We finished with a vision of the future of trading which I will sum up as being a world where each continent has a massive data centre of co-located servers representing the main trading venues of each economy.
The European data centres will naturally locate in London, Paris and Frankfurt; America’s will be in New York, Chicago and possibly San Francisco; Latin America’s in San Paolo and Buenos Aires; Asia’s in Mumbai, Tokyo, Shanghai, Hong Kong and Australia; and Africa and the Middle East will be based in Johannesburg and Dubai (or Bahrain or Qatar dependent upon how the region’s financial centres compete for dominance).
Fourteen massive data centres with mirroring and backup for each other.
Effectively a massive cloud of trade execution.
And yes, that’s where we move towards – a secure global cloud computing environment, all linked by dark fibre between fourteen massive data centres.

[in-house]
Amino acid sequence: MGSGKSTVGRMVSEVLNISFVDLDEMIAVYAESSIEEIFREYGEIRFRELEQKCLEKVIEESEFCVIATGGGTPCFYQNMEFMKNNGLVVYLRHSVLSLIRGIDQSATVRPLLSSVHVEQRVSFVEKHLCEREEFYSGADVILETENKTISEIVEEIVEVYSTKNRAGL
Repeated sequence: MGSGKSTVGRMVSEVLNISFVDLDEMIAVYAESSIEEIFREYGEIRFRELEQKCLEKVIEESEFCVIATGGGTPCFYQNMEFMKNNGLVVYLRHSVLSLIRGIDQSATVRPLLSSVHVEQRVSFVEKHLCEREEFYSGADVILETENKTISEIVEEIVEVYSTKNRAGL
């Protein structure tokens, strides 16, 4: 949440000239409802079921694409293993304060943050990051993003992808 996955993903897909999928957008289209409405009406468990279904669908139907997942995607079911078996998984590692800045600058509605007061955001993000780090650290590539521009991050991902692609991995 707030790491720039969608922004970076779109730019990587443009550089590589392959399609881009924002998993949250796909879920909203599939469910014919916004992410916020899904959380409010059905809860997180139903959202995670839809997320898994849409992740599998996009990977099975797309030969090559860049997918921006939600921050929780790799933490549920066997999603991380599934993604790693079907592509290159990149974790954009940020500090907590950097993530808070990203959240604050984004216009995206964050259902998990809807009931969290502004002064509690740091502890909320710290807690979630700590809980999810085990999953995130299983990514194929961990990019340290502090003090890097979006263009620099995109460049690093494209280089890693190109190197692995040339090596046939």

The data centres house the world’s exchanges and their broker dealers.
They can transact in microseconds within exchange and, thanks to terabit lines, can send a trade execution around the world in under a millisecond.
Lightning dealings in order flows through smart order systems that allow billions of offers and bids to be matched in a millisecond.
All of this liquidity flow being watched under a traffic light system of liquidity risk and market monitoring, such that market abuses are visualised and captured during the trade flow in real-time.
The G20 agreements on co-located data centre environments dealt with that one after the financial crisis of 2013, when the dark fibre smart order routers allowed Goldman Sachs to front run …
Aw shucks, now I’m just getting cynical again aren’t I?
* In his speech to the EU Public Affairs Ireland Conference on 18th September 2009, Charlie McCreevy, European Commissioner for Internal Market and Services, stated:
“There appears to have been a significant migration of share trading transactions from the more regulated MIFID venues to the unregulated over the counter broker dealer venues where substantial unregulated dark pools of liquidity have built up. This gives rise to questions as to whether there are unfair commercial advantages for the operators of these venues and whether the trend undermines price discovery, market integrity and efficiency for the market as a whole. The MIFID review will address this issue.”